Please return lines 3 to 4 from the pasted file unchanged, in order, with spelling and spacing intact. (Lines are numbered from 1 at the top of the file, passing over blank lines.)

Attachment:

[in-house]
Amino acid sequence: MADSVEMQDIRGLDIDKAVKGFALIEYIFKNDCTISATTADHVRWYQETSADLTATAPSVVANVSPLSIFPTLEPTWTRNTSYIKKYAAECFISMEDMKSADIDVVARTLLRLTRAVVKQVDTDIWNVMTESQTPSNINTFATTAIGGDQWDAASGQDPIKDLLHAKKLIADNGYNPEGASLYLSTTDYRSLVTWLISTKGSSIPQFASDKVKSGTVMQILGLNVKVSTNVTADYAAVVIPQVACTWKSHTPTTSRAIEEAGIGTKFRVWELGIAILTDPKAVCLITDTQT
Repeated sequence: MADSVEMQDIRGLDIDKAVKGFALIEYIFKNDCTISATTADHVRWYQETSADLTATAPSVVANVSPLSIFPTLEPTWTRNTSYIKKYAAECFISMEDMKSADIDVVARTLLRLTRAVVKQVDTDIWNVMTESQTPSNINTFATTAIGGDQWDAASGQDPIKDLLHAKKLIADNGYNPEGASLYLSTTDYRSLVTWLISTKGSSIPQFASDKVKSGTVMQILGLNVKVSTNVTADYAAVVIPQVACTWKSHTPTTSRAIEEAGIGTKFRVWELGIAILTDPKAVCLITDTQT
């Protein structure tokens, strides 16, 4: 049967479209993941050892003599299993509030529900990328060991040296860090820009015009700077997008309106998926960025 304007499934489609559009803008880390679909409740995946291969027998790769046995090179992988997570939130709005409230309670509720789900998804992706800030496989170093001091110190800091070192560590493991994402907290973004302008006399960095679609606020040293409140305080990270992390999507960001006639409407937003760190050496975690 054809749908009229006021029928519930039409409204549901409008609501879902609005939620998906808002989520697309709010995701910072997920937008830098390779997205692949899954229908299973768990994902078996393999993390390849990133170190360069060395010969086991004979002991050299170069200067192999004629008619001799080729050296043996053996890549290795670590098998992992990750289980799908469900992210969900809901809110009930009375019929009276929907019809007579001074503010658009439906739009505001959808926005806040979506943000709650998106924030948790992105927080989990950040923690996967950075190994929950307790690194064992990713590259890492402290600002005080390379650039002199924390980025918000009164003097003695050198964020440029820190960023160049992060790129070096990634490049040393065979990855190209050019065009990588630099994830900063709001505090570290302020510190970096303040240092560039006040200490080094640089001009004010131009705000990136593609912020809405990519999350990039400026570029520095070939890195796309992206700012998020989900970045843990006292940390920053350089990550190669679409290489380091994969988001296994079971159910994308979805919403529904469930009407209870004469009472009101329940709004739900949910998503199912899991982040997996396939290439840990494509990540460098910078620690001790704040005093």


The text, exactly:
Repeated sequence: MADSVEMQDIRGLDIDKAVKGFALIEYIFKNDCTISATTADHVRWYQETSADLTATAPSVVANVSPLSIFPTLEPTWTRNTSYIKKYAAECFISMEDMKSADIDVVARTLLRLTRAVVKQVDTDIWNVMTESQTPSNINTFATTAIGGDQWDAASGQDPIKDLLHAKKLIADNGYNPEGASLYLSTTDYRSLVTWLISTKGSSIPQFASDKVKSGTVMQILGLNVKVSTNVTADYAAVVIPQVACTWKSHTPTTSRAIEEAGIGTKFRVWELGIAILTDPKAVCLITDTQT
């Protein structure tokens, strides 16, 4: 049967479209993941050892003599299993509030529900990328060991040296860090820009015009700077997008309106998926960025 304007499934489609559009803008880390679909409740995946291969027998790769046995090179992988997570939130709005409230309670509720789900998804992706800030496989170093001091110190800091070192560590493991994402907290973004302008006399960095679609606020040293409140305080990270992390999507960001006639409407937003760190050496975690 054809749908009229006021029928519930039409409204549901409008609501879902609005939620998906808002989520697309709010995701910072997920937008830098390779997205692949899954229908299973768990994902078996393999993390390849990133170190360069060395010969086991004979002991050299170069200067192999004629008619001799080729050296043996053996890549290795670590098998992992990750289980799908469900992210969900809901809110009930009375019929009276929907019809007579001074503010658009439906739009505001959808926005806040979506943000709650998106924030948790992105927080989990950040923690996967950075190994929950307790690194064992990713590259890492402290600002005080390379650039002199924390980025918000009164003097003695050198964020440029820190960023160049992060790129070096990634490049040393065979990855190209050019065009990588630099994830900063709001505090570290302020510190970096303040240092560039006040200490080094640089001009004010131009705000990136593609912020809405990519999350990039400026570029520095070939890195796309992206700012998020989900970045843990006292940390920053350089990550190669679409290489380091994969988001296994079971159910994308979805919403529904469930009407209870004469009472009101329940709004739900949910998503199912899991982040997996396939290439840990494509990540460098910078620690001790704040005093």